Friday, March 30, 2001
How your daughter can win
Dr. Sylvia Rimm knows more than most people about success. She had a book, See Jane Win, on the New York Times bestseller list last year. "I never expected that when I was a little girl who loved to write," said Rimm. She humbly credited her achievement and the publication of her new book How Jane Won to another woman, Oprah Winfrey. When appearing on the television show to discuss See Jane Win, Rimm recalled, "Oprah called my book a 'ground-breaking book.' " Very quickly it became a bestseller as well.
Rimm shared her thoughts with about 200 women last Wednesday, March 21, at an event sponsored by the Concord Bookshop. The audience included about a dozen daughters and a couple of men. The author subtitled her earlier book The Rimm Report on How 1,000 Girls Became Successful Women. She based her scholarly effort on an extensive research study of women assisted by her daughter and daughter-in-law, Dr. Sara Rimm-Kaufman and Dr. Honna Rimm.
Over 1400 women completed her 23-page questionnaire. The author eliminated surveys from women who considered themselves neutral or unhappy about their work. She categorized the remaining 1,236 questionnaires as "successful" and further classified these subjects into five subgroups for trend analysis: power brokers, healers and discovers, communicators, artists and musicians, and nurturers.
Rimm then interviewed some of the women to better understand the formative process of raising and educating girls. Unfortunately, as the scholar was relatively unknown, some of the women declined the interview or refused to use their real names. In the end, she completed 120 interviews for the book.
Building on success
After publication of See Jane Win in 1999 and her appearance on "Oprah," Rimm became somewhat of a celebrity herself. She subsequently gained access to influential and well-known women. She was empowered to interview such women as Supreme Court Justice Sandra Day O'Connor, actress Florence Henderson, Chief of the Cherokee Nation Wilma P. Mankiller, New Jersey Governor Christine Whitman, space shuttle commander Eileen Collins, and Harry Potter illustrator Mary GrandPré. Her current book was the result, and it contains interviews with 55 well-known, successful women. "How Jane Won is really the book See Jane Win should have been," said Rimm. She spent the next hour summarizing her original research and sharing new anecdotal information. (The sidebar, below left, reviews Rimm's recommendations for parents based on her findings.)
At the end of the talk, Rimm showed herself to be a master of the sound-bite: "Don't tell your daughters how beautiful and thin they are. Do tell them how smart they are." She concluded, "Tell them you can marry the American dream, but you can also live it." It certainly helps if you get Oprah's attention along the way.
Summary of Dr. Rimm's 20 guidelines for raising daughters
· Set high educational expectations.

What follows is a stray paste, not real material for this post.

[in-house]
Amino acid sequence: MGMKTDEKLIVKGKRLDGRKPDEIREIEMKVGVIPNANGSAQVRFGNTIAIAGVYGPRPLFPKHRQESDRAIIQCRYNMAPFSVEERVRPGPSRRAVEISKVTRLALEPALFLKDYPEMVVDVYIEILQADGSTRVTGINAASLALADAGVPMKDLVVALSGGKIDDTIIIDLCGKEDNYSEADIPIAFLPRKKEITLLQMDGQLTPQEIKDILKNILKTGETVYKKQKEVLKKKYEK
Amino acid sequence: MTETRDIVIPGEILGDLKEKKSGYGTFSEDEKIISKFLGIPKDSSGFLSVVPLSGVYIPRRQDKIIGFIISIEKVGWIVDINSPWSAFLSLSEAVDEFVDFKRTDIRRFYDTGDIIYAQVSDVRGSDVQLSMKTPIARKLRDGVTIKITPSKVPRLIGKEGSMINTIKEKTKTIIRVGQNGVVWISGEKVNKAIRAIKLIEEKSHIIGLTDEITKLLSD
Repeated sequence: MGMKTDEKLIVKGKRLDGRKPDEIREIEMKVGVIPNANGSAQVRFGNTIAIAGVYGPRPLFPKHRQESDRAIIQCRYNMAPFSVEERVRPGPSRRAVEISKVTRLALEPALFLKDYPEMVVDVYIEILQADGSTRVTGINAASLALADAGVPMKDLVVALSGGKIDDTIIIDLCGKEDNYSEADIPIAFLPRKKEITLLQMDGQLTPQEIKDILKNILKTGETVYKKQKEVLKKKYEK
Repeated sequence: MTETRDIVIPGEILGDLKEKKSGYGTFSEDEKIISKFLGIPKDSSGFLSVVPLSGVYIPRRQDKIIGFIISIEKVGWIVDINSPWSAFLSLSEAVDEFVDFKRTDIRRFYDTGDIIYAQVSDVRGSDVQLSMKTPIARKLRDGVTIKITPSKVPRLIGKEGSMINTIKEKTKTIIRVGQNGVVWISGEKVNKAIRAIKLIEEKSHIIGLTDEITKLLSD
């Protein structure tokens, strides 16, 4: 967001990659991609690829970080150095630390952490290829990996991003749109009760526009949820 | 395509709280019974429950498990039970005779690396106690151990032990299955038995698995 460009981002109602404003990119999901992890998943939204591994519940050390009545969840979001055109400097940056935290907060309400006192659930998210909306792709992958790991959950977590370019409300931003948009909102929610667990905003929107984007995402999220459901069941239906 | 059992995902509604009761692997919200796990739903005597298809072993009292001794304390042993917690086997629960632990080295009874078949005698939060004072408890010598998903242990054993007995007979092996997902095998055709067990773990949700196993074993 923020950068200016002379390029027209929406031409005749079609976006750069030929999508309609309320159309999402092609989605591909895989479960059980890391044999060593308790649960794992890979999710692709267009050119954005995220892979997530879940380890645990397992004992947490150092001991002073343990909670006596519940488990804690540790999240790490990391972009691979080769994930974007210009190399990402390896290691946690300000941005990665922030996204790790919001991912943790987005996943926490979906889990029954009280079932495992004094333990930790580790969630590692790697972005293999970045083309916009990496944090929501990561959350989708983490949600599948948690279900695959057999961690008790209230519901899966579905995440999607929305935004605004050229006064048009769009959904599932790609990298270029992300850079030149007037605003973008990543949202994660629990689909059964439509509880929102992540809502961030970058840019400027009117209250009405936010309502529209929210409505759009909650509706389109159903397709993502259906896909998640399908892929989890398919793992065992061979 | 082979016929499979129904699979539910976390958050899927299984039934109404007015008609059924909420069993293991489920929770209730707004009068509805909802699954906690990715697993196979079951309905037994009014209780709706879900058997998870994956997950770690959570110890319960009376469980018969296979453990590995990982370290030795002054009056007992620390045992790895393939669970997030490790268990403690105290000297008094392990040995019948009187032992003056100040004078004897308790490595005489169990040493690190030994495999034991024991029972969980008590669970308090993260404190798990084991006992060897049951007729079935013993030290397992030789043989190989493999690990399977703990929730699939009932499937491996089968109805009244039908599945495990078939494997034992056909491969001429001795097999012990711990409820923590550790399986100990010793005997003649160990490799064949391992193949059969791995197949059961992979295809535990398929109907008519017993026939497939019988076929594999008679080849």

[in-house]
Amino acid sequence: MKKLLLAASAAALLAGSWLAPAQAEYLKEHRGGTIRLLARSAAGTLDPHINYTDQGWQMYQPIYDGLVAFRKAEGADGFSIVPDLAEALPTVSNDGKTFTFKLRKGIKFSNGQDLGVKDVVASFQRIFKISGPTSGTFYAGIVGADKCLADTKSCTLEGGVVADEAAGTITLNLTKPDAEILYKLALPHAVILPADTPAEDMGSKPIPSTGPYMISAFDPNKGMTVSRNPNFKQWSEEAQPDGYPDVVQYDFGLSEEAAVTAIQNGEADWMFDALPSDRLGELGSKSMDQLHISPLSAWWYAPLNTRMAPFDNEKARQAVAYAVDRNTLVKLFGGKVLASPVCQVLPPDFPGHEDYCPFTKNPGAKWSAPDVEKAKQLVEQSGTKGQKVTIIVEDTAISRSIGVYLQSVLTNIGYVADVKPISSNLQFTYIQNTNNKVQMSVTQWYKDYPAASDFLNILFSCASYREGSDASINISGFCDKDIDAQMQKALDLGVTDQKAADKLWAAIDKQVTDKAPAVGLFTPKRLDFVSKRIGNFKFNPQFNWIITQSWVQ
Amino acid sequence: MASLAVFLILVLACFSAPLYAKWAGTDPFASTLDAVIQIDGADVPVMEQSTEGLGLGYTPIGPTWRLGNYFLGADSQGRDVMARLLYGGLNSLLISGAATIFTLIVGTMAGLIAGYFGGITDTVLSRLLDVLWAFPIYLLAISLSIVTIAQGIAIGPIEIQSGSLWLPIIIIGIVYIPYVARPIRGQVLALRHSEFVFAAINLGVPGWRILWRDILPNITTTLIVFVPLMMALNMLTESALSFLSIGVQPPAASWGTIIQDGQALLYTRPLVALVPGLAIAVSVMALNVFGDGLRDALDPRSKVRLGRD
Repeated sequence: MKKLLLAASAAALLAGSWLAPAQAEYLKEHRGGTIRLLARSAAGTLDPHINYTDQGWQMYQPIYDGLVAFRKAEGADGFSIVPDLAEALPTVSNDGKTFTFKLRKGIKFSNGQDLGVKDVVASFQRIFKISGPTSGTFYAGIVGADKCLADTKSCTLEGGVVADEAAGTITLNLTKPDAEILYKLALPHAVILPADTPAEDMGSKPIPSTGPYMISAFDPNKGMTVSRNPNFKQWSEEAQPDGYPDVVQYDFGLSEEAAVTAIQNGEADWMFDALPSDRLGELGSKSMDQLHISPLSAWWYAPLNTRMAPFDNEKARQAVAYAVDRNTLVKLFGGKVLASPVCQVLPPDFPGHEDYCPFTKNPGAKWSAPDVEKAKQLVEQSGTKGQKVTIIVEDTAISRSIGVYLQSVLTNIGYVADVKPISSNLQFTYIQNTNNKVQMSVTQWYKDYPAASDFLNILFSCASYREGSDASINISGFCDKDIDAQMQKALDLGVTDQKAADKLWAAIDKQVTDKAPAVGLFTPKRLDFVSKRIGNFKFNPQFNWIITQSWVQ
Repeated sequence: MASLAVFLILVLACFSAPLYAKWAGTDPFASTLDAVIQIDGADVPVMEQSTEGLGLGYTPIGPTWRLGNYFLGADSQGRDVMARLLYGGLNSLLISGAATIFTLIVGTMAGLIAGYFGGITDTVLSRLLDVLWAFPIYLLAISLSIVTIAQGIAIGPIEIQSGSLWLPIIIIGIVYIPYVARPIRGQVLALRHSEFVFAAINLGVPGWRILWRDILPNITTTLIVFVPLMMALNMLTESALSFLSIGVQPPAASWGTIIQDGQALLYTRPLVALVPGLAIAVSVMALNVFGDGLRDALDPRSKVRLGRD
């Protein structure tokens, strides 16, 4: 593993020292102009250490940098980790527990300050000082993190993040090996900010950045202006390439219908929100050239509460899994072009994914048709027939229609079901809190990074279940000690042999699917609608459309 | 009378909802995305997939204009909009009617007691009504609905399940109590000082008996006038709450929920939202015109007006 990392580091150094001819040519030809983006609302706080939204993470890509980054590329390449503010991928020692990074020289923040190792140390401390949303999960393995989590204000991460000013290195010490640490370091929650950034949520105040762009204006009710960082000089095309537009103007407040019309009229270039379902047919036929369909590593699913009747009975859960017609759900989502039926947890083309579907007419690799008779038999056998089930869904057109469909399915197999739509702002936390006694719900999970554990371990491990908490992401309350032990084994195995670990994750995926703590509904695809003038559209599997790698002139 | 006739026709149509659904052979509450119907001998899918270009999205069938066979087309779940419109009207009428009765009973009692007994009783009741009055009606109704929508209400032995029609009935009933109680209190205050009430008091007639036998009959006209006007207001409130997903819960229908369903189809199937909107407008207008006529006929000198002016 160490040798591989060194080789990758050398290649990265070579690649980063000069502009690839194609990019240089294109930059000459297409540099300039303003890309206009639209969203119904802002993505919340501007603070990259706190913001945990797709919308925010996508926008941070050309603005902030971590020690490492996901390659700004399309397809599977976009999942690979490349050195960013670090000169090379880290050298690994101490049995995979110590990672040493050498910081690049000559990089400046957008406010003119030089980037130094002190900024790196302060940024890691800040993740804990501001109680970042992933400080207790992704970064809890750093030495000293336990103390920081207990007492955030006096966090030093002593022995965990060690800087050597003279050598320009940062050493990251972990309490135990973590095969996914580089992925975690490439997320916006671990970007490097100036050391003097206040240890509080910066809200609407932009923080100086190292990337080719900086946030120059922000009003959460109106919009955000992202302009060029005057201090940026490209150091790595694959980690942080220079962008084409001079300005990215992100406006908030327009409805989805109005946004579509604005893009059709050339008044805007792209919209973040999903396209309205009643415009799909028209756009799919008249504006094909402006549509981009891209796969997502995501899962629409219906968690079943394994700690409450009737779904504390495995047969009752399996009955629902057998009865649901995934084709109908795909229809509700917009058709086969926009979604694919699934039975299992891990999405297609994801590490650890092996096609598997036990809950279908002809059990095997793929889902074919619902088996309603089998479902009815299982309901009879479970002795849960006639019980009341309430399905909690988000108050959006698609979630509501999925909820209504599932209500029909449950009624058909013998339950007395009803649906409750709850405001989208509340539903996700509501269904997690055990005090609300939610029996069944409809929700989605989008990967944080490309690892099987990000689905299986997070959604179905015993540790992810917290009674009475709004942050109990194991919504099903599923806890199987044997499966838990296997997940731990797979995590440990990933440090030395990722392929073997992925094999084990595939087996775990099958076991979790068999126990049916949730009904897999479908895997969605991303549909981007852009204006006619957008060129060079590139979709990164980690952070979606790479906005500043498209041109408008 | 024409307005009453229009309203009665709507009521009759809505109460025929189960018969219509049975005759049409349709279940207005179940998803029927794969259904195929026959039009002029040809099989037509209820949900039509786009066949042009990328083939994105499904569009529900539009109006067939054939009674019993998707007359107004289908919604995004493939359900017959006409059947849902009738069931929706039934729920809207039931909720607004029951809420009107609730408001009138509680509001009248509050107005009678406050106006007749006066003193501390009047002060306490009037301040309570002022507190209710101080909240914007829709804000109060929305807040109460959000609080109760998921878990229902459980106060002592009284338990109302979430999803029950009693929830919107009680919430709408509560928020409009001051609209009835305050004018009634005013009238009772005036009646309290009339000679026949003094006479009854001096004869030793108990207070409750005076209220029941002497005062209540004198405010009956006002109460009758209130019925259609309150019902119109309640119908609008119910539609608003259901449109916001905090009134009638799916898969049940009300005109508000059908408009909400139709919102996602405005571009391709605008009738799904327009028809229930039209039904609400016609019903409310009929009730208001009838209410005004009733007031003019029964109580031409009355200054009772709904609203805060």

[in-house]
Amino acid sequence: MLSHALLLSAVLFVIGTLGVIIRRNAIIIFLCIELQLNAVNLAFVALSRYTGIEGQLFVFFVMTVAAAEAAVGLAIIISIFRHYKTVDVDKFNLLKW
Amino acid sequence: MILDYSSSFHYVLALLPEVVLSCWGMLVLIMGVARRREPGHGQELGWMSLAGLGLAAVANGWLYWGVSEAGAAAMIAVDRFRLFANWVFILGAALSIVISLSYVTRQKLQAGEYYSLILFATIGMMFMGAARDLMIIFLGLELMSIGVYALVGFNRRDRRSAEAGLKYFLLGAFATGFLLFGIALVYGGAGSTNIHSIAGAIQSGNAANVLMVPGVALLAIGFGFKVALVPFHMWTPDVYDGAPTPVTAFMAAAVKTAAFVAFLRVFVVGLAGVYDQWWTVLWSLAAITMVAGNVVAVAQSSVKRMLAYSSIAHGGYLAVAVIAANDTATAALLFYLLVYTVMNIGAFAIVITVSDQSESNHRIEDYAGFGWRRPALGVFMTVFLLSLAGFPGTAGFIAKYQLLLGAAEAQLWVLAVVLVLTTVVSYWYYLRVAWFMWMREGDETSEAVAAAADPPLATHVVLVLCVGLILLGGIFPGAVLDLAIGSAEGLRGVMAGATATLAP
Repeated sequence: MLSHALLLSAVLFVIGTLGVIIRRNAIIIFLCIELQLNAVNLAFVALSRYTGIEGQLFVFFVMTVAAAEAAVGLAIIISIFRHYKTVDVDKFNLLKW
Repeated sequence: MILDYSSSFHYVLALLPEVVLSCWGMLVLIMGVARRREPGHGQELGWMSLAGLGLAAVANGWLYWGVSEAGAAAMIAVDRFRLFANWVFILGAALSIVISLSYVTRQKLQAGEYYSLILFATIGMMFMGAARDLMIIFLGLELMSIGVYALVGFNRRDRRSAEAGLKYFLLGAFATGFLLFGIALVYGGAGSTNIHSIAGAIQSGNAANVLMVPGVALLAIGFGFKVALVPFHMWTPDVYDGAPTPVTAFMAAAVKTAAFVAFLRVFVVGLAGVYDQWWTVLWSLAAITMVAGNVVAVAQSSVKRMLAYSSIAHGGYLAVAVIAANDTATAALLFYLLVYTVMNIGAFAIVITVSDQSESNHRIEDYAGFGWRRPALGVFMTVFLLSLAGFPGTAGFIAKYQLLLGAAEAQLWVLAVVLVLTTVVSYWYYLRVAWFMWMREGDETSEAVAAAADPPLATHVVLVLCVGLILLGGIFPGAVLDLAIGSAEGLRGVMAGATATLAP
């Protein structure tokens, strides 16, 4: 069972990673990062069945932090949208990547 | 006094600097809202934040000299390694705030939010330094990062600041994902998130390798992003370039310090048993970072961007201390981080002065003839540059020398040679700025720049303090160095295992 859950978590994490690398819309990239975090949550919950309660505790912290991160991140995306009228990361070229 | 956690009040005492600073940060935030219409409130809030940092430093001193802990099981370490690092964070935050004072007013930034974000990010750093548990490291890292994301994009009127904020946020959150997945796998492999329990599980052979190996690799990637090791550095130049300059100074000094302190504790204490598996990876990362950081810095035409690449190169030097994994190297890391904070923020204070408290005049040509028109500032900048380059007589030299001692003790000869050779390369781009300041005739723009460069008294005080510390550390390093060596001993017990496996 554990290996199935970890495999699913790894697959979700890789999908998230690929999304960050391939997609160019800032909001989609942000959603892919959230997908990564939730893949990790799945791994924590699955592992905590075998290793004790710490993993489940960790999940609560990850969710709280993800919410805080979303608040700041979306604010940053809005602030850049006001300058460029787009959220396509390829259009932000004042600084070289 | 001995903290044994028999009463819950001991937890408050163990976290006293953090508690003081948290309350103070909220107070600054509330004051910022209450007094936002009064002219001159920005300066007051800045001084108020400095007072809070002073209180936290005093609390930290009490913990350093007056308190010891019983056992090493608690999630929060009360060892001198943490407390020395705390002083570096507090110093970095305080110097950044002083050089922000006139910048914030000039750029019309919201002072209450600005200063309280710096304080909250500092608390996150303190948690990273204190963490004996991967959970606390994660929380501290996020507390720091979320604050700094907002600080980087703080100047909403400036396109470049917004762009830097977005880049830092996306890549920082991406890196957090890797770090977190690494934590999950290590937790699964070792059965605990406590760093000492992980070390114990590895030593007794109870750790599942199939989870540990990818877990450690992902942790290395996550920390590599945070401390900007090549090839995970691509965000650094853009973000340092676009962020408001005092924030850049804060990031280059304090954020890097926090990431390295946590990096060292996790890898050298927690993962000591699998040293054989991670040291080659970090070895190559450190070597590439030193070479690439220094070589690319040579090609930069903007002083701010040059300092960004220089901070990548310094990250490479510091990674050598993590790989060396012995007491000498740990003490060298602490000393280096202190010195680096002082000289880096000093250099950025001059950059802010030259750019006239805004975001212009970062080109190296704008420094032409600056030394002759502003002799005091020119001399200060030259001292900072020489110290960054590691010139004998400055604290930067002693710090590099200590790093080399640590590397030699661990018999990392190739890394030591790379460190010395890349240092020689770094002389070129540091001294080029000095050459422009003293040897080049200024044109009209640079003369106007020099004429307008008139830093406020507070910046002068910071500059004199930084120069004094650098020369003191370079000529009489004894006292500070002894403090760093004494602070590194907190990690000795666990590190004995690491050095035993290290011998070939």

· Expect daughters to have to cope with some pressure.
· Regard motivation as critical to success as ability.
· Value strong work ethics and accomplishments.
· Support characteristics often gender-stereotyped as female. (Successful women often describe themselves as "sensitive," "kind," "shy," "emotional," "perfectionist" and "self-critical.")
· Consider parochial, all-girls, and independent schools (although 79 percent of the entire sample attended public schools, twice as many successful women attended private ones when compared with children in the overall population).
· Encourage reading skills.
· Promote enjoyment of math to broaden career choice.
· If your daughters are not challenged academically, evaluate the possibility of skipping grades.
· Support extracurricular activities such as music, art, dance, drama, religious groups, sports and scouting (more than half of the successful women participated in Girl Scouts).
· Encourage competitive activities such as music contests, art shows, debates, science fairs, 4-H exhibits, math competitions and creative problem-solving meets.
· Plan family trips and encourage independent travel when daughters are old enough.
· Let daughters know that popularity is not important, and avoid pressuring them to have lots of friends.
· If you used drugs, drank too much or smoked when young, don't glorify your own experimentation. If your daughters experiment, don't condone it.
· Be a coach, not a judge.
· Be sure that your daughters get leadership opportunities and responsibilities regardless of birth order.
· Don't hesitate to fulfill your own life dreams by returning to school or entering a careeryour daughters are watching you.
· Expect setbacks, and don't overprotect your daughters because they are girls.
· Teach your daughters to value the three C's: challenge, contribution and creativity.
· Give your daughters the freedom to balance and sequence their own career/family decisions without encumbering them with your own preferences.
* Based on findings and content from See Jane Win, 1999.
© 2001 The Carlisle Mosquito